It’s been three weeks since President Trump submitted his first budget to Congress. The debate over whose programs will benefit the most or be cut the deepest has been, to say the least, intense. In this era of fake news, though, how do we really know if the information we’re seeing in the media that compares the proposed budget to past budgets is reliable?
Quite frankly, it’s hard to answer that, but one option is to use a brand-new non-partisan Web site on government spending created by the former cief executive office of Microsoft, Steve Ballmer.
That’s right, the same man who helped give millions of Americans the spreadsheet they’ve used to do their monthly budget has just created a Web site called USAFacts.org to help us make sense of the federal budget. And it’s worth checking out because of something all of us non-billionaires share with this former business titan.
Despite being one of the richest men in the U.S., Ballmer said that he had the same problem so many of us have had when looking for unbiased, user-friendly information about government spending: he couldn’t find a good source. But unlike most of us, the retired executive had the time and the money to do something about it, and that’s just what he did by developing USAFacts.org.
Want to know how defense spending has changed over the decades? It’s there. Want to know how spending on entitlements like Social Security and Medicare has risen or fallen during Republican and Democratic administrations? It’s there, too. How about the number of people who have taken advantage of the Earned Income Tax Credit since 1980? You’ll also find it there.
But this Web site offers a lot more than information on government spending. While you can see how spending on education has changed over the years, you can also see how the percentage of our population that has a high school diploma or a college degree has changed, too. It provides immigration and border security information like the number of people who have been returned to their countries, and it will even tell you how much land has been used to grow crops each year over the past 36 years.
Ballmer reportedly got the idea for creating a one-stop-shopping website on government spending after helping his wife with her philanthropic efforts. After questioning why all our tax money doesn’t provide an adequate social safety net, he started thinking about what the government does with all our money. There wasn’t a single reliable source he could use to find out.
So, over the course of about three years, he has spent more than $10 million between direct funding and grants to put together what in the private sector would be called a 10-K for our government. A 10-K is an annual report required by the U.S. Securities and Exchange Commission (SEC) aimed at giving accountability to investors by providing a comprehensive summary of a company’s financial performance.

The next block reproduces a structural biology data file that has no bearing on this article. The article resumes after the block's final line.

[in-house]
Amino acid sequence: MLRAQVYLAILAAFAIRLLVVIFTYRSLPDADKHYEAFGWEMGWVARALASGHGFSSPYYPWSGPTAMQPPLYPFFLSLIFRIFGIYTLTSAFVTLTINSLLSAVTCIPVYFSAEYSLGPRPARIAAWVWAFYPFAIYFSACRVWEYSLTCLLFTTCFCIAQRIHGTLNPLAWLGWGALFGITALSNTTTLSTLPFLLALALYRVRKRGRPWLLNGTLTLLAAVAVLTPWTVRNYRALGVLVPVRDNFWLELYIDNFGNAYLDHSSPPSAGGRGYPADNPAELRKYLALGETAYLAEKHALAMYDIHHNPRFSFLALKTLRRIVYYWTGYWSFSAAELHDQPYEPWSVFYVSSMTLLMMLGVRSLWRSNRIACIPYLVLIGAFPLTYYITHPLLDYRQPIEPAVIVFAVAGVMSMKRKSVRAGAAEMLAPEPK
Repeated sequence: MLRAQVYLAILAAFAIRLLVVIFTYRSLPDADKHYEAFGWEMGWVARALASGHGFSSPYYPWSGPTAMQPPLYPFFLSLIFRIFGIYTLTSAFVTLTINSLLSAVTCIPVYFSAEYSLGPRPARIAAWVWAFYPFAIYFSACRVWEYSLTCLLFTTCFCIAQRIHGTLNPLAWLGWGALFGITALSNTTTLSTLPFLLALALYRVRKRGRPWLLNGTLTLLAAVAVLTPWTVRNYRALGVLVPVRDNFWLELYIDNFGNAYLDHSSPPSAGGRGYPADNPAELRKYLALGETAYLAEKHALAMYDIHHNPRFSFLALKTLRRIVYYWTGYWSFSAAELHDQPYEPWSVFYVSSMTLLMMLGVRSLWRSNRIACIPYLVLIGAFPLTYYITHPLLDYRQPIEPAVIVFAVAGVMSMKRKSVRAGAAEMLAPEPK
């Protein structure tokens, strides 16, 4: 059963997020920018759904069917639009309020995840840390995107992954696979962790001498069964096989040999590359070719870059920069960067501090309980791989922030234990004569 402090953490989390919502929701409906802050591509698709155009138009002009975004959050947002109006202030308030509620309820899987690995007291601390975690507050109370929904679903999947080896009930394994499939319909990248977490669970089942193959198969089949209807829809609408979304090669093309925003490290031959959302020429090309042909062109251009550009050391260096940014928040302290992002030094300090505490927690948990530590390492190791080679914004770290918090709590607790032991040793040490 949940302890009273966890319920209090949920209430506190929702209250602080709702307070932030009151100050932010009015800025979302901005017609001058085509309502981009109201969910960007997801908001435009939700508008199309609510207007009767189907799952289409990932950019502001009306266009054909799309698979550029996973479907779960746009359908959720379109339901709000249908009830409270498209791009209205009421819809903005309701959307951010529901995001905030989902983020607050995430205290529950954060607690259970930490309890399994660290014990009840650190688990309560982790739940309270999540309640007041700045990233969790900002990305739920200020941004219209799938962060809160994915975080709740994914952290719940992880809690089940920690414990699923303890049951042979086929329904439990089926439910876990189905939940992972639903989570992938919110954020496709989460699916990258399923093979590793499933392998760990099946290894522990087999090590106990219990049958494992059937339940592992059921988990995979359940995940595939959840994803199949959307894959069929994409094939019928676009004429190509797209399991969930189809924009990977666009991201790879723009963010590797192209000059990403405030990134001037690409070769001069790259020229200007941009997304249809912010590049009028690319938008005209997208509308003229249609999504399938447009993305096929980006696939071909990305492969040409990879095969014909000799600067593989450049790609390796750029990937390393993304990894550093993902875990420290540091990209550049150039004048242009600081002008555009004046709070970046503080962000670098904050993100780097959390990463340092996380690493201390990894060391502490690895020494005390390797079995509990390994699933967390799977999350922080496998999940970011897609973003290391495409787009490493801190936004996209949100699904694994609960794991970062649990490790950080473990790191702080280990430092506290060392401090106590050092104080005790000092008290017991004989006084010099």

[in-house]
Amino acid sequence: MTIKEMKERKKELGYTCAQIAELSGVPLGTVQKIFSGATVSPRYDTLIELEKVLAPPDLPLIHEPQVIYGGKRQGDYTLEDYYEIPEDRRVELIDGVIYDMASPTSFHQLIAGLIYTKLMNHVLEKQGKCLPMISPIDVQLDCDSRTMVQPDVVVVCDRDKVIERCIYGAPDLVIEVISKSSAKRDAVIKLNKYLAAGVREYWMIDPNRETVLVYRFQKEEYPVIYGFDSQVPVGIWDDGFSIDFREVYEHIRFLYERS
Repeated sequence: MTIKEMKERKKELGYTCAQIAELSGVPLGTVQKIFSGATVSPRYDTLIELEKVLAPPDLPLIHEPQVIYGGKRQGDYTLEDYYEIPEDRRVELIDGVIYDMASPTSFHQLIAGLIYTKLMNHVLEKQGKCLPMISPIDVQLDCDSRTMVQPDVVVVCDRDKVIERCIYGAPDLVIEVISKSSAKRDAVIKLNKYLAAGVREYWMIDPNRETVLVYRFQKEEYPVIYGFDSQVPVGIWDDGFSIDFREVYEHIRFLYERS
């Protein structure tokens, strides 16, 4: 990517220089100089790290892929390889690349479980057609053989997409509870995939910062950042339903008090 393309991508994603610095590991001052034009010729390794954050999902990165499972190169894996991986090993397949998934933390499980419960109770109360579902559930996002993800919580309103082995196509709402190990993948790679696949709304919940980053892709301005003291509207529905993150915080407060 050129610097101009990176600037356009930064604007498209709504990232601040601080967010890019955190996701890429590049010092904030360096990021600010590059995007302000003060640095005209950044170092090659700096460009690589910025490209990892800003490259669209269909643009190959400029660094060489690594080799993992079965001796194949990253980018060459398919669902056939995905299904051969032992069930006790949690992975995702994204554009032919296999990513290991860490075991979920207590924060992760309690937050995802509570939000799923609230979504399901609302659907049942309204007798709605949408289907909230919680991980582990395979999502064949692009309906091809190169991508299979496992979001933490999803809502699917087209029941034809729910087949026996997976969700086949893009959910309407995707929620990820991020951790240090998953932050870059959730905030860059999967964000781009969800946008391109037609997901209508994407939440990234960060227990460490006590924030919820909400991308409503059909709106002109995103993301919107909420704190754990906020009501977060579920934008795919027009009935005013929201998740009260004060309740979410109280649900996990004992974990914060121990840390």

Ballmer said he wanted the project to be non-political, and one rule he said his team made early on was to use only government data — no outside providers. He says he wants to continuing building on it and hopes individuals and companies can use it to make customized reports to suit their needs.
According to InsidePhilanthropy.com:
“USAFacts.org employs researchers from the Stanford Institute for Economic Policy Research (SIEPR), the Penn Wharton Budget Model, and Lynchburg College. Those researchers draw on federal data sources to piece together a picture of government revenues, spending and activities, as well as national demographic trends. USAFacts.org breaks down spending by level — federal, state and local — to show, for example, that almost one half of government employees are educators managed on a local basis."
Will this new project give you all the answers you want about government spending? It’s hard to say until you use it. However, the goal established for USAFacts.org came straight from the preamble of the Constitution. The Web site lays out four missions, "Establish justice, ensure domestic tranquility; provide for the common defense; promote the general welfare; and secure the blessings of liberty to ourselves and our posterity."
USAFacts.org provides a valuable resource that can elevate the quality of public discourse in the months and years ahead. In an age where the term "fake news" has become a daily reminder of how important the facts are to every policy debate, this is a welcome addition.
Bob Dorigo Jones is senior fellow at the Center for America, creator of the annual Wacky Warning Labels™ Contest, and the bestselling author of "Remove Child Before Folding: The 101 Stupidest, Silliest and Wackiest Warning Labels Ever." His weekly radio commentary, "Let’s Be Fair!" airs on radio stations across the U.S. To read more of his reports, Click Here Now.
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